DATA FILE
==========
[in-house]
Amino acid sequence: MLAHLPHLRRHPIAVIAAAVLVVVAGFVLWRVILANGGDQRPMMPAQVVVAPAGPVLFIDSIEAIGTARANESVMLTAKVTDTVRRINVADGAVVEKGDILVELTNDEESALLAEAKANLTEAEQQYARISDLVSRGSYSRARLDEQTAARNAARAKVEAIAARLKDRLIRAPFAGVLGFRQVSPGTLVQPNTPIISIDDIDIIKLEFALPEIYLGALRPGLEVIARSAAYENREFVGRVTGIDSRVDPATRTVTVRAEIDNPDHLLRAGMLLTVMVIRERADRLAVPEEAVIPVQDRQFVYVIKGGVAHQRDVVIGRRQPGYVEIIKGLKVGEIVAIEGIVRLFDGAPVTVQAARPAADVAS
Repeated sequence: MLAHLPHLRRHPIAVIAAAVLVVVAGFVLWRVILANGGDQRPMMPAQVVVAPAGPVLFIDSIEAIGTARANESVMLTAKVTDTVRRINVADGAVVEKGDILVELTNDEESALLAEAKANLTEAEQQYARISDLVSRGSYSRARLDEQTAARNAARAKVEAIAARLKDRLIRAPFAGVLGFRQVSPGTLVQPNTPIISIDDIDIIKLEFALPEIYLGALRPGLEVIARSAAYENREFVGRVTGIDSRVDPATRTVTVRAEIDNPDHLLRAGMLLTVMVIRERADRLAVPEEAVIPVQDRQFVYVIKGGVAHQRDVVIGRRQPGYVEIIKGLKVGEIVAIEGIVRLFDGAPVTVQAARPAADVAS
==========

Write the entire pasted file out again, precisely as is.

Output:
[in-house]
Amino acid sequence: MLAHLPHLRRHPIAVIAAAVLVVVAGFVLWRVILANGGDQRPMMPAQVVVAPAGPVLFIDSIEAIGTARANESVMLTAKVTDTVRRINVADGAVVEKGDILVELTNDEESALLAEAKANLTEAEQQYARISDLVSRGSYSRARLDEQTAARNAARAKVEAIAARLKDRLIRAPFAGVLGFRQVSPGTLVQPNTPIISIDDIDIIKLEFALPEIYLGALRPGLEVIARSAAYENREFVGRVTGIDSRVDPATRTVTVRAEIDNPDHLLRAGMLLTVMVIRERADRLAVPEEAVIPVQDRQFVYVIKGGVAHQRDVVIGRRQPGYVEIIKGLKVGEIVAIEGIVRLFDGAPVTVQAARPAADVAS
Repeated sequence: MLAHLPHLRRHPIAVIAAAVLVVVAGFVLWRVILANGGDQRPMMPAQVVVAPAGPVLFIDSIEAIGTARANESVMLTAKVTDTVRRINVADGAVVEKGDILVELTNDEESALLAEAKANLTEAEQQYARISDLVSRGSYSRARLDEQTAARNAARAKVEAIAARLKDRLIRAPFAGVLGFRQVSPGTLVQPNTPIISIDDIDIIKLEFALPEIYLGALRPGLEVIARSAAYENREFVGRVTGIDSRVDPATRTVTVRAEIDNPDHLLRAGMLLTVMVIRERADRLAVPEEAVIPVQDRQFVYVIKGGVAHQRDVVIGRRQPGYVEIIKGLKVGEIVAIEGIVRLFDGAPVTVQAARPAADVAS